Souffle: n. a low murmuring or blowing sound heard through a stethoscope.
Tonight we dine on eggs and cheese whipped up to a ridiculous tower of richness. It will be delicious. We will laugh together and share stories about our day. A rather idyllic snippet of family time, one that I cherish now that college and activities usually keep us apart for dinner.
And still- with each soufflé created I am transported. Word associations send my mind flowing away from the present day to long ago sleepless nights holding an asthmatic baby, getting inadvertently speedy off the vaporized steroids held near a tiny, wheezy mouth. Alternatively, I am at the pediatrician, tentatively hopeful, asking if a heart murmur is still audible.
That’s what it is to be a parent or, really, what it is to care for others over an extended period of time. Our memories of worry and love are threaded in and among recipes for casseroles or fragments of songs. Smells and sounds attached to moments of intensity, we carry them around with us like burs in our coats.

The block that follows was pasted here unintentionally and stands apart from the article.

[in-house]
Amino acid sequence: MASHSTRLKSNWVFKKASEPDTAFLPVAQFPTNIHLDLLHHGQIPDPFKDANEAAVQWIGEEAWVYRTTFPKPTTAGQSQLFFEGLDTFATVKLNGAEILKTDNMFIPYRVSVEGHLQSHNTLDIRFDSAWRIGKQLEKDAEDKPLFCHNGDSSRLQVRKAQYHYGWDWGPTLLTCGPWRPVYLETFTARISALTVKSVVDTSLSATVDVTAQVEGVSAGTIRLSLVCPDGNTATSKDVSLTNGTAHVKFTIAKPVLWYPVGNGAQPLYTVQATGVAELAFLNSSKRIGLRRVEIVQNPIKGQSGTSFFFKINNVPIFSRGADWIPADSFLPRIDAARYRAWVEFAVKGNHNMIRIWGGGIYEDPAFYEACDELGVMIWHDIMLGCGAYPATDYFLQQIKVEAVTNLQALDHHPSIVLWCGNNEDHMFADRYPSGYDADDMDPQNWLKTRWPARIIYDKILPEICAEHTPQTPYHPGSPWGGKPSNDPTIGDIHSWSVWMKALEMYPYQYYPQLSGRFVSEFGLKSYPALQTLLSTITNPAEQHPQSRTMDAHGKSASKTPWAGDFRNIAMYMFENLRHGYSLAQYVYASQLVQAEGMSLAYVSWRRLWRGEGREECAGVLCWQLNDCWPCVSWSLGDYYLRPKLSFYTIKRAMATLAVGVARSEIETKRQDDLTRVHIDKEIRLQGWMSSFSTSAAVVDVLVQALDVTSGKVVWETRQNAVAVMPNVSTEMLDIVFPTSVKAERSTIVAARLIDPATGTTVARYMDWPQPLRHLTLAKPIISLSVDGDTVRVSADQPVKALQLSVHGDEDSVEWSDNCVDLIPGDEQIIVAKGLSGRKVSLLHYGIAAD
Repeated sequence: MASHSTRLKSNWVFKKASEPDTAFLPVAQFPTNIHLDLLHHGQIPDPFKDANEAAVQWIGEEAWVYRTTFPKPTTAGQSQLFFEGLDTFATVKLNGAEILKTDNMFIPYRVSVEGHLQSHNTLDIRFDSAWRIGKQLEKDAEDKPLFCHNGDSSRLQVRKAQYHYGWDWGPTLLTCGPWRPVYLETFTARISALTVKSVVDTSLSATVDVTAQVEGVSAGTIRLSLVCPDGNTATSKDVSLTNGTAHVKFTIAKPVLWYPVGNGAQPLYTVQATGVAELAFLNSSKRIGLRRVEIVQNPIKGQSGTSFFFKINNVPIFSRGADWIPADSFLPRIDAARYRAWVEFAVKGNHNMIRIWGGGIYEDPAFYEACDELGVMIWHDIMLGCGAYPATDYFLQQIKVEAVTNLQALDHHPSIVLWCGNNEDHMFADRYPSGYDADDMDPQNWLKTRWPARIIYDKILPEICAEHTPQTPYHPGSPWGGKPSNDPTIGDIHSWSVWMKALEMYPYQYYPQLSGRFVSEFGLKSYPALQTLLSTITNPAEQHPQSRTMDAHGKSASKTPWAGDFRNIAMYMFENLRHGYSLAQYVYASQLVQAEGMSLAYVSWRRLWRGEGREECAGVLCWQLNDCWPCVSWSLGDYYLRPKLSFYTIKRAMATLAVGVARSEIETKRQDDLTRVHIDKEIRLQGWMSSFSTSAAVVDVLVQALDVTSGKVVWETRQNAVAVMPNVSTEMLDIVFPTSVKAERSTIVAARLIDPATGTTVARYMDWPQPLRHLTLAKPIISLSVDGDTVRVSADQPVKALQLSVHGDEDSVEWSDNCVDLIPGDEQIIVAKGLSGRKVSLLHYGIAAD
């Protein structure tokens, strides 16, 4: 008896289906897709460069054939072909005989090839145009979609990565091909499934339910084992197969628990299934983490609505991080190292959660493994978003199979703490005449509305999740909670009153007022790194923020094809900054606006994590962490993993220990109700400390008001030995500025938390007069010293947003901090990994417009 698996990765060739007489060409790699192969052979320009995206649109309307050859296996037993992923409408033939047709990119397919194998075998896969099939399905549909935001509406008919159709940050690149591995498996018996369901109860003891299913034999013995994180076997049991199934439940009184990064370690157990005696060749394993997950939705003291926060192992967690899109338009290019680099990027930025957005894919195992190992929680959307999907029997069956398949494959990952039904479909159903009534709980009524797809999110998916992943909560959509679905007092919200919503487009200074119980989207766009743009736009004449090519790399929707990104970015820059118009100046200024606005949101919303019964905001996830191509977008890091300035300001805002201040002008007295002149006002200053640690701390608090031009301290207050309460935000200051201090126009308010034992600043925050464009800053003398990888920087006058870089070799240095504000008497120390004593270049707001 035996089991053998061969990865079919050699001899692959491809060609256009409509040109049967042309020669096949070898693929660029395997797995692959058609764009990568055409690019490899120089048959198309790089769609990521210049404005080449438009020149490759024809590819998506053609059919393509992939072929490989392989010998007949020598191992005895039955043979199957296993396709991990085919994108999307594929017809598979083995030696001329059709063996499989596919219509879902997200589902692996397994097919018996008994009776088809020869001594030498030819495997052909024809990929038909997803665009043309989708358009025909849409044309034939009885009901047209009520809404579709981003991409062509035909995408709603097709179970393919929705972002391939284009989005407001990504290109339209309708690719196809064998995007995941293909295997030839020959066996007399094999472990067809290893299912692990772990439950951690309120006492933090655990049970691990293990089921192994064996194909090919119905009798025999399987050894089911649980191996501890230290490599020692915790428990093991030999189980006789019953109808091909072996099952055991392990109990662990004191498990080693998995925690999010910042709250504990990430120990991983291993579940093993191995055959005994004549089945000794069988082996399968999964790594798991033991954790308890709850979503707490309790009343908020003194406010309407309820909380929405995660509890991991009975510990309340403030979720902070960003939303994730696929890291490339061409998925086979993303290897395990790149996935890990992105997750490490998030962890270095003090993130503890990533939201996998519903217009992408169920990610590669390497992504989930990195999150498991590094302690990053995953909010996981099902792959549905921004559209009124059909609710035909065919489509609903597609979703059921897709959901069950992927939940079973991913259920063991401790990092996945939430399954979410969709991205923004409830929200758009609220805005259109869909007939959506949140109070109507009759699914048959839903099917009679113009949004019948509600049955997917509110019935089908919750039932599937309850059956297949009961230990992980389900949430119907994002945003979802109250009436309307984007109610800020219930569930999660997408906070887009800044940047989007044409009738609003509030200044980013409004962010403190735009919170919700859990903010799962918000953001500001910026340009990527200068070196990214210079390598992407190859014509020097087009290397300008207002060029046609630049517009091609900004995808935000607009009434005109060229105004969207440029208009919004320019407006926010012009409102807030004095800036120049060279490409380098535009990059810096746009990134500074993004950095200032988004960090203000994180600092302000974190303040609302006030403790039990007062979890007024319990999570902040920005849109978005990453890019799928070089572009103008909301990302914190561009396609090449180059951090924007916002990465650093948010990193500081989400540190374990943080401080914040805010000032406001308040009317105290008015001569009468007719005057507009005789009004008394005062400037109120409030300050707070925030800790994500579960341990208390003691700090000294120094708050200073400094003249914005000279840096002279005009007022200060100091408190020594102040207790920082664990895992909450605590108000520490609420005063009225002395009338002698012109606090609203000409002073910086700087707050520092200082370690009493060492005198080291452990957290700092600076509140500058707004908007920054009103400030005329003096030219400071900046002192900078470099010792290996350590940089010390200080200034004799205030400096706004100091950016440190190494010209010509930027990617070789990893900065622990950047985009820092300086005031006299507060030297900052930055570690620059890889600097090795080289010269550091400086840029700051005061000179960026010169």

It’s amazing how we caregivers can multitask this way. Experiencing past and present simultaneously, some senses are occupied with tasting cheese while others recall the phantom weight of supporting an exhausted child struggling to breathe. Both felt senses are real. Perhaps a fold in dimensions allows me to be in multiple experiences at the same time? It delights me to think it could be so.
Whatever the explanation for the spontaneous arrival, when the memories show up I have learned to give them some time, maybe see if they tell me something new. What pieces are significant today? Where is my mind drawn? What feelings arise? Arise… Rise up magically like a soufflé.
P.S. I use Julia Child’s recipe which made me go looking for this gem: